Authentic Pork tiganiá

pork tigania @eatyourselfgreek

When it comes to minimalist dishes, pork bites nail it! This dish goes by the name tiganiá  – an informal Greek word for shallow pan cooking, almost like a stir fry. Greek cuisine is teeming with quick, few ingredient dishes and tiganiá is the classic winter mezze you will definitely love.

Head straight to the recipe.

For such a simple dish, tiganiá has origins that are deeply rooted in our folklore. In olden times, as Christmas was approaching, families would slay their one pig to celebrate and preserve it so that it would see them through winter. It’s known as gourounohares, a pig festival so to speak, crucial for survival when food was scarce and an excellent way to celebrate with a pig feast. Tiganiá, is a very simple braised dish; small pork bites are cooked in their own fat, with a helping of dry wine, flavoured with thyme or oregano, bay leaves and served with a generous helping of lemon. It was made as part of the feast, the so called gourounohares. Tiganiá obviously was not a main dish, it is served as mezze to share on the table along with many other mezze.

This pork dish has many variations, local cuisines from North to South Greece have added their own mark to this simple recipe. In Crete, it’s called foukaki and it’s made with a very generous helping of lemon juice. In Northern Greece, Thrace and Macedonia they love complementing the pork with leeks. In its classic version, the meat is cooked in alcohol not simply deglazed, most often with dry white or red wine but other alcohols are also used, such as tsipouro, ouzo or raki. If the alcohol content is high, it is called bekri mezze, it gives an equally nice sauce.

Many modern versions of this classic pork dish have caught on. For better or worse, most versions give in the pallet of sugary impulses and pork is glazed with honey, sugar or various versions of balsamic creams. Others call for tomato, peppers, mushrooms or other seasonal vegetables. If used sparingly, these will help you achieve a taste close to tiganiá, not however the authentic pork tiganiá. Great dishes in themselves, but the original calls for a bit more simplicity. If you are looking just for one addition that would make this dish even tastier than it already is, add mustard, preferably spicy mustard towards the end of the cooking process.

pork tigania @eatyourselfgreek

  • 1 kg of pork (in cubes)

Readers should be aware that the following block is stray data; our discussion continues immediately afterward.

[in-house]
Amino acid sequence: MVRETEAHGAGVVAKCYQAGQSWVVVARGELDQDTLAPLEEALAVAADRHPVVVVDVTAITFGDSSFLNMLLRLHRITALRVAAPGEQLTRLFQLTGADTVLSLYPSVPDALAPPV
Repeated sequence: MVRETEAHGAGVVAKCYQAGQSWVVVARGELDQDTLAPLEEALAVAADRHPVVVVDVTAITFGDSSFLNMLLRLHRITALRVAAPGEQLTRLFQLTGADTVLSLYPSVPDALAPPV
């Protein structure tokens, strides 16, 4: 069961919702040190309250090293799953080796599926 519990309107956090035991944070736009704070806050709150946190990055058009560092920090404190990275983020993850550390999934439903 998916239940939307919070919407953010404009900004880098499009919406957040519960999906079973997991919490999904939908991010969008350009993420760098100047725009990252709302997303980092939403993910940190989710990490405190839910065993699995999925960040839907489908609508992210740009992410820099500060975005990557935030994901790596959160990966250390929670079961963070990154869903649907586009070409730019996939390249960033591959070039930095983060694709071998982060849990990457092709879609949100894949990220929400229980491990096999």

• 200 ml dry white wine
  • 1 bay leaf
  • 6-7 sprigs of fresh thyme (or 1 tbspn if using dried)
  • 1 large lemon (for its juice)
  • 1 tspn of olive oil (if using fatty pieces of pork it’s optional)
  • 1 tspn of mustard (optional)
  • Hot water (if you want a lot of sauce)
  • Salt and pepper to taste
  1. Dry the cubes of pork thoroughly and season with salt and pepper.
  2. In a deep pan, add the olive oil if using, once heated up add the pork bites and brown for a couple of minutes each side.
  3. Add in the wine and cook until only ¼ of the wine remains visible in your pan. Add the lemon juice, the liquids should just touch the top of your pork cubes.
  4. Throw in the herbs, bay leaf and thyme, bring to the boil and then lower to a simmer. It needs approximately 30-35 minutes, with the lid on. Check again your liquids towards the last 10 minutes, if you think you are running out of liquids add some warm water.
  5. If using mustard, add it in the last 5 minutes, be stingy with it though.

Pork Tigania

Note: For pork tigania, shoulder or neck are ideal cuts, leaner parts of meat require less cooking

What to accompany it with, I hear you say. Well, there are a great many mezze to cherish in Greek cooking, tzatziki is an obvious go, so are pita breads and don’t forget the salad!

from Athens with love, 


Facebooktwitterpinterestinstagramby feather

4 thoughts on “Authentic Pork tiganiá

  1. Nick @ says:

    This authentic dish is something that everyone should learn! It also works with beef (if using red wine) and also poultry. This is great served with slices of crusty bread to stop up the juices or even pilafi!

Leave a Reply

This site uses Akismet to reduce spam. Learn how your comment data is processed.